Saturday, May 28, 2022

New research sets record for shortest laser pulse

The project creates a more powerful, versatile ultrafast laser pulse.

Scientists at the University of Rochester have developed a new device called stretched-pulse soliton Kerr resonator to produce ultrafast laser pulses over a broader range of wavelengths. The device can enhance the performance of ultrafast laser pulses.

The device generates ultrafast laser pulse—on the order of femtoseconds, or one quadrillionth of a second. This is the shortest pulse ever from a gain-free fiber source.

William Renninger, Assistant Professor of Optics, said, “The work has important implications for a range of engineering and biomedical applications, including spectroscopy, frequency synthesis, distance ranging, pulse generation, and others.”

Kerr resonators support novel nonlinear wave phenomena, including technologically important optical solitons. Fiber Kerr resonator solitons enable wavelength and repetition-rate versatile femtosecond-pulse and frequency-comb generation. However, key performance parameters, such as pulse duration, lag behind those from traditional mode-locked laser-based sources.

In this study, scientists presented new pulse generation in dispersion-managed Kerr resonators based on stretched-pulse solitons, which support the shortest pulses to date from a fiber Kerr resonator. They discovered a new soliton—a short burst or localized envelope of a wave—that maintains its shape while propagating at a constant velocity. The solitons generated in Renninger’s device differ from the solitons in other Kerr resonators, specifically in the shape and behavior of the stretching pulses they create.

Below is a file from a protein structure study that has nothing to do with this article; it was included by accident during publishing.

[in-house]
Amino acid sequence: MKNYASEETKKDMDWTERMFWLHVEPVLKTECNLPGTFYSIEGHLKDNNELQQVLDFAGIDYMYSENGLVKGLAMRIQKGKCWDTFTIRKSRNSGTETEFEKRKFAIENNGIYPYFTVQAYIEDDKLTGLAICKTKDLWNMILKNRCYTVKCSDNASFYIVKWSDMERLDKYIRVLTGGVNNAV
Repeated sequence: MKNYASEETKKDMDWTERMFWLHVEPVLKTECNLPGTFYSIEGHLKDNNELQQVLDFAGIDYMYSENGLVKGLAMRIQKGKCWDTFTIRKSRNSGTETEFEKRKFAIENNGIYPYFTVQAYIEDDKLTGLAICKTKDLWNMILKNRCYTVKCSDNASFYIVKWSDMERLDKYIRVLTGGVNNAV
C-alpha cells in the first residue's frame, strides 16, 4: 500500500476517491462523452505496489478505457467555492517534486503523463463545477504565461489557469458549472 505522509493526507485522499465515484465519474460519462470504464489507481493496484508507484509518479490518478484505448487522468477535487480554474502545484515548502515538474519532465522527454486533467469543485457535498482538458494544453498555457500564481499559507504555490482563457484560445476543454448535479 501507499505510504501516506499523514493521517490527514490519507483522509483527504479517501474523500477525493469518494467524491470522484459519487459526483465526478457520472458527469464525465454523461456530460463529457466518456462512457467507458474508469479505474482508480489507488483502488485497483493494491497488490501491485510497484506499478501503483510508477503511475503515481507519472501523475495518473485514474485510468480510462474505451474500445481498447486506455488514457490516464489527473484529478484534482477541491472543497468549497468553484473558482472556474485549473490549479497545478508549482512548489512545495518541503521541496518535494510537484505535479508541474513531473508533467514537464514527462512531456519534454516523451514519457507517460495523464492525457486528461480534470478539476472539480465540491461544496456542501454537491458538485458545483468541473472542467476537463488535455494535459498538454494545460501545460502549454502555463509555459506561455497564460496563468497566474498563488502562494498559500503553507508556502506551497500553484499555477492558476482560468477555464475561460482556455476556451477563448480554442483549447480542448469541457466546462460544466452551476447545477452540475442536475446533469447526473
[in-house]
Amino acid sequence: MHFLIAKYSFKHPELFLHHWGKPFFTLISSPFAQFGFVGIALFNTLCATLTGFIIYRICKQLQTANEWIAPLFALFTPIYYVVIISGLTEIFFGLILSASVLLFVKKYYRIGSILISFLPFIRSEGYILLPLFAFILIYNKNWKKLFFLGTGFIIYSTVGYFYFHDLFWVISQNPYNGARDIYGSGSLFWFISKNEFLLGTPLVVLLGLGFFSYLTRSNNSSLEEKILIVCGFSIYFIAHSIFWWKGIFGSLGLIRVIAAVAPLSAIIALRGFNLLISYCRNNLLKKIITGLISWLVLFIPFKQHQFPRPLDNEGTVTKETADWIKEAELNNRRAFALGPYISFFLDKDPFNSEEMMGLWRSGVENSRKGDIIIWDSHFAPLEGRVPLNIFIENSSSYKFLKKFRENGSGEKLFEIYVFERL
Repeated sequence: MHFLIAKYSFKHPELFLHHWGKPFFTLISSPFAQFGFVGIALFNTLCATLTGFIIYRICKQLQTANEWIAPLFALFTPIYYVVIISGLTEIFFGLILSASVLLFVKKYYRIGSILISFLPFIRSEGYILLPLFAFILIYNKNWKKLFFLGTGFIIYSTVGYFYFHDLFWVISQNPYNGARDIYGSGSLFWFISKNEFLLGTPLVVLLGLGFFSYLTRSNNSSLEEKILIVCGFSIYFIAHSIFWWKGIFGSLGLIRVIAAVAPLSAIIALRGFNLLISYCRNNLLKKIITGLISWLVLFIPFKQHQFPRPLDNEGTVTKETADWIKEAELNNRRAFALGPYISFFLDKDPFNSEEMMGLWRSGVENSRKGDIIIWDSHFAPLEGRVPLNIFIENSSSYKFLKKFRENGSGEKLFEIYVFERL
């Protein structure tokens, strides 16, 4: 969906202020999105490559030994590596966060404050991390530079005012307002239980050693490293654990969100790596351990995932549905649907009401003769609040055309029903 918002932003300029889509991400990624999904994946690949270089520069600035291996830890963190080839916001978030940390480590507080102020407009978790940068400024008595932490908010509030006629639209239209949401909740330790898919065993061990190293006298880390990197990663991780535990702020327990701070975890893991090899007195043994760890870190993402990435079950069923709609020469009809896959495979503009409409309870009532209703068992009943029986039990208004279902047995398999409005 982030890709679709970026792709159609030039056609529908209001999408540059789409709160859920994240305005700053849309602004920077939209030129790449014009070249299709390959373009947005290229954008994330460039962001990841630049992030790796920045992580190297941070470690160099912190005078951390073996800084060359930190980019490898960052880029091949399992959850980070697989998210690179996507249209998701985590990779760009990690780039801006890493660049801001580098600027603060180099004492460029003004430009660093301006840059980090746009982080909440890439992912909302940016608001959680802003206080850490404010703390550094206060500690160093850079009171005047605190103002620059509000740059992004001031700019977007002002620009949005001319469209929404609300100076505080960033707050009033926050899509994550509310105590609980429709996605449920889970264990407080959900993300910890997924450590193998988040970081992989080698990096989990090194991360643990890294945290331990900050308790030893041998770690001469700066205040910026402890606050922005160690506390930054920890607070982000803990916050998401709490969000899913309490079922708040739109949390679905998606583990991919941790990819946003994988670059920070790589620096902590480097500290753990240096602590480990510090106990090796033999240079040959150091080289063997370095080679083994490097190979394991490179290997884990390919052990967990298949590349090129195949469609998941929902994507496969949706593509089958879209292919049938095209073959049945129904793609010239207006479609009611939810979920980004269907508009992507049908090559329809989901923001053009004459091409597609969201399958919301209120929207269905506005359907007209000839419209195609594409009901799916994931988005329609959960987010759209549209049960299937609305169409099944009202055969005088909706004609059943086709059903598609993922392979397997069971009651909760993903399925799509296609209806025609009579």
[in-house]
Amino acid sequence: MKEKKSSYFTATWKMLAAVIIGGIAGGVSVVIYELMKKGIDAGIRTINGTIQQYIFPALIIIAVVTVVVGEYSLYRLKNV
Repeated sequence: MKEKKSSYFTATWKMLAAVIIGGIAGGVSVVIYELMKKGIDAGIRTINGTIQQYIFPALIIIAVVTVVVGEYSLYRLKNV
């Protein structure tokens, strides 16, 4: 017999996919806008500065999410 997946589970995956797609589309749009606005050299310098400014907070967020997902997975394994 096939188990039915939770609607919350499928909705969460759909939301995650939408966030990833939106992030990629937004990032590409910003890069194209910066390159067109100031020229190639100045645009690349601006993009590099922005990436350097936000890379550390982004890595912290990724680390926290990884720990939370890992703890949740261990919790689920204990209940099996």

Renninger said“It is stable in the sense it keeps repeating the same thing over and over, getting longer, then shorter, longer then shorter. The pulses feature a broad spectral bandwidth and a compressed pulse duration of 210 femtoseconds, which is the shortest pulse duration observed to date from fiber Kerr resonators.”

Xue Dong is the lead author of the study. Other coauthors of the study include Qian Yang and Christopher Spiess, also graduate research associates in the lab, and Victor Bucklew, a former postdoctoral associate in the lab.

Journal Reference:
  1. Xue Dong et al. Stretched-Pulse Soliton Kerr Resonators. DOI: 10.1103/PhysRevLett.125.033902

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